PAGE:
Carskadon also pointed out another piece of advice that is critical in winter: should the worst happen and you end up in the frigid river, time is critical:
“Most water bodies are 41 degrees or lower at this time of year and that means you have about a minute and a half before hypothermia sets in,” said Carskadon. “You will cramp up and more than likely you will drown if you do not wear a PFD; a life jacket. That is the single most important message: year in and year out, decade after decade: wear your PFD, wear your life vest.”
Back on William’s boat, Hargrave’s rod tip bobbed slightly up and down and he quickly picked up the rod from its holder, reared back and set the hook.
He stuck the rod and reel in my chest, gave me no choice when he said, “It’s all yours!”
The fish felt heavy and pulled back hard against the stiff rod tip as I wondered aloud, “So, the secret on this is what, hold on for dear life?”
I suddenly felt helpless as the 80-pound test line quickly and easily sped out of the large reel.
“This is the fun part, Grant,” shouted Williams. “Try to smile!”
He was right – I needed to relax a bit. After all, it’s the part of the adventure that everyone is supposed to enjoy the most. There simply aren’t many places you can go in Oregon to catch fish that can reach gigantic proportions.
“That’s a big fish right there,” noted Hargrave.
That much was certain as the line played out from a sturgeon that seemed to have one thing on its mind – get back to the ocean – and fast!
I held my ground for twenty minutes as the fish scooted away from the boat several times on successive runs that reached forty, thirty and then twenty yards – each time I slowly worked the sturgeon back toward the boat.
Williams said, “Right here in the Willamette and Columbia River Basins are the largest populations of white sturgeon on the planet. Biologists figure that the population is about one million fish below Bonneville Dam.”
It was a huge fish too – easily four feet long – perhaps much longer – and reached fifty or sixty pounds.
No net would be used for this fish – Hargrave gently reached out and pulled in the mainline as the fish reached the surface.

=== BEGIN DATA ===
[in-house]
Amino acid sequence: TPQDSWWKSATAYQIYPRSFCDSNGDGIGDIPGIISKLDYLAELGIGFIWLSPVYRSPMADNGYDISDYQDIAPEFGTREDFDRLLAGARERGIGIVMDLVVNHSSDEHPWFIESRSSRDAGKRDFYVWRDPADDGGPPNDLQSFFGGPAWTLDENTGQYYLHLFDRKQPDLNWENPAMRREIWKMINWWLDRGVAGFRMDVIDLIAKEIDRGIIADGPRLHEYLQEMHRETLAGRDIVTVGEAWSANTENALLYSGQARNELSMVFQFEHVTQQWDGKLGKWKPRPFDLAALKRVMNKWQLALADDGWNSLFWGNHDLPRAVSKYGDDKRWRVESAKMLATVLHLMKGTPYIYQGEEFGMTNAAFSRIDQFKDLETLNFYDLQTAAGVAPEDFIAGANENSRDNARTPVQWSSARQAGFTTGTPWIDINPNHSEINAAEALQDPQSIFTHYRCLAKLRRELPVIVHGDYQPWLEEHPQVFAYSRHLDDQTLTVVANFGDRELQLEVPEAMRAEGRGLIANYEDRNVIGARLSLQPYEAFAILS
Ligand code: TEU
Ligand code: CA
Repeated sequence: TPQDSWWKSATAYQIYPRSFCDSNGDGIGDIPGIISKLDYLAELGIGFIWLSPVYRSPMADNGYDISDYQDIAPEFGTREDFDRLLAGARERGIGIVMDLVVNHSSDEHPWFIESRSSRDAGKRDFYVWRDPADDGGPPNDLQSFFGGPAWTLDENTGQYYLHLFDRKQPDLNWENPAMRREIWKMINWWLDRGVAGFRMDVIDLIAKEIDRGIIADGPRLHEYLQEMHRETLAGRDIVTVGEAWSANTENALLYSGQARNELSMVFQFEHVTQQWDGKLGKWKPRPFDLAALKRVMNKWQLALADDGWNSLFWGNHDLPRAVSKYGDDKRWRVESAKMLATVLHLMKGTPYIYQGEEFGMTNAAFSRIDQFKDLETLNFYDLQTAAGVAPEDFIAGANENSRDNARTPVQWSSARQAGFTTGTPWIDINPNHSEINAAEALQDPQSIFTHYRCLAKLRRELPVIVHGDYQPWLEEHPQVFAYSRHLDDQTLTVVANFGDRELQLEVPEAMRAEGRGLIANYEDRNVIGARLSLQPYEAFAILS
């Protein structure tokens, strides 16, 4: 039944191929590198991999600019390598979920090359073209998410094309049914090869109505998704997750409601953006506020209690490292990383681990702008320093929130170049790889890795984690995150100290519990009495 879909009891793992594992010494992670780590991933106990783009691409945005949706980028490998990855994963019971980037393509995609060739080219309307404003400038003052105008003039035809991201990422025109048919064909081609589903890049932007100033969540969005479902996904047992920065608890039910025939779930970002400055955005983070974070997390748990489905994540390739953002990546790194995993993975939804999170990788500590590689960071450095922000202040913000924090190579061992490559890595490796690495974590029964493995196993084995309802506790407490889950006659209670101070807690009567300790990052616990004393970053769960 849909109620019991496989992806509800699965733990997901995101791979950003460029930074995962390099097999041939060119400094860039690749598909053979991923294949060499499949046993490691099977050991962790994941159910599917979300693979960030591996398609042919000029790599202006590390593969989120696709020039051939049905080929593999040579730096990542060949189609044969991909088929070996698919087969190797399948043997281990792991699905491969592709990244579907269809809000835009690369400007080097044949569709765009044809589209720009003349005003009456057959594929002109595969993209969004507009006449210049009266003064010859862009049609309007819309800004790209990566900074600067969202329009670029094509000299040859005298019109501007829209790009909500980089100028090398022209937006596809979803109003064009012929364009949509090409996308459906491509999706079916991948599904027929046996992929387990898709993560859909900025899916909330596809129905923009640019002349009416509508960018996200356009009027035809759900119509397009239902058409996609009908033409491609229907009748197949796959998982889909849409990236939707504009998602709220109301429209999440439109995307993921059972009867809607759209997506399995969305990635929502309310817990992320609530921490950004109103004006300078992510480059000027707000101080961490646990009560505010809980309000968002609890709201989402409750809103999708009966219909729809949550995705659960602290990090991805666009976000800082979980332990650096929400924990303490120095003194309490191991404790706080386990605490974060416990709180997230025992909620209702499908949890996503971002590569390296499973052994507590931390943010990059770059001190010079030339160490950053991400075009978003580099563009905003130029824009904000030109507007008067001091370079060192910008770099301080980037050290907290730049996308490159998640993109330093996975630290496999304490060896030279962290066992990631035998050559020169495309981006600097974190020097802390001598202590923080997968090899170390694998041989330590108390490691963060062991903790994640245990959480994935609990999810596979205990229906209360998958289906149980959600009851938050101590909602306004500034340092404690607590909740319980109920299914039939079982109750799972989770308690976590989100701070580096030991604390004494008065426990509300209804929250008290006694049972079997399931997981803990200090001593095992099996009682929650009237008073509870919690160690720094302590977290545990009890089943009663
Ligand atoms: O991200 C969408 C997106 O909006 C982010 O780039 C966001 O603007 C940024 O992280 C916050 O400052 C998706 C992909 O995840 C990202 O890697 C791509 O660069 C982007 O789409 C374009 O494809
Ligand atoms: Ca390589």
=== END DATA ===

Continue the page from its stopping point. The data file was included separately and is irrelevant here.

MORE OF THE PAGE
The Willamette River is largely a catch and release sturgeon fishery (there is a short catch and keep Willamette River sturgeon fishery season each February) so there was no need to stress the fish further by hauling it aboard the boat.
“Good fish!” noted Williams. “ It’s remarkable to see and consider a species that’s been swimming across the planet for 200 million years. This fish is about 50 inches long and could be 20 years old.”
Williams pointed to the underside of the sturgeon’s head and the spaghetti-like “barbels" that extended from the underside of the fish’s snout. “These are the fish’s sense of smell here, as they swim along the bottom,” added Williams. “Glance down the fish’s side and check out the diamond-like patches. Those are called “scuts” and are made of cartilage. They are considered the sturgeon’s armor plating and a real indication of the fish’s prehistoric biology.”
And with that, Williams unhooked the big fish and we watched it slide back down into the river’s dark depths. Williams said that he preferred to leave the sturgeon in the water; there’s less damage to the fish that way and a bit of respect due an ancient species.
“They are a very long lived species, a very productive species and an amazing critter. The Willamette River provides a close to home opportunity for a catch and release sturgeon fishery that folks can enjoy anytime.”
Have questions about tactics and techniques for sturgeon, salmon or steelhead fishing? Try ODFW's Weekly Recreation Report for the latest fishing, hunting and wildlife viewing. Also - be sure to try Dave Johnson - the ASK OREGON Fishing Ambassador. You can reach him on Twitter or Facebook.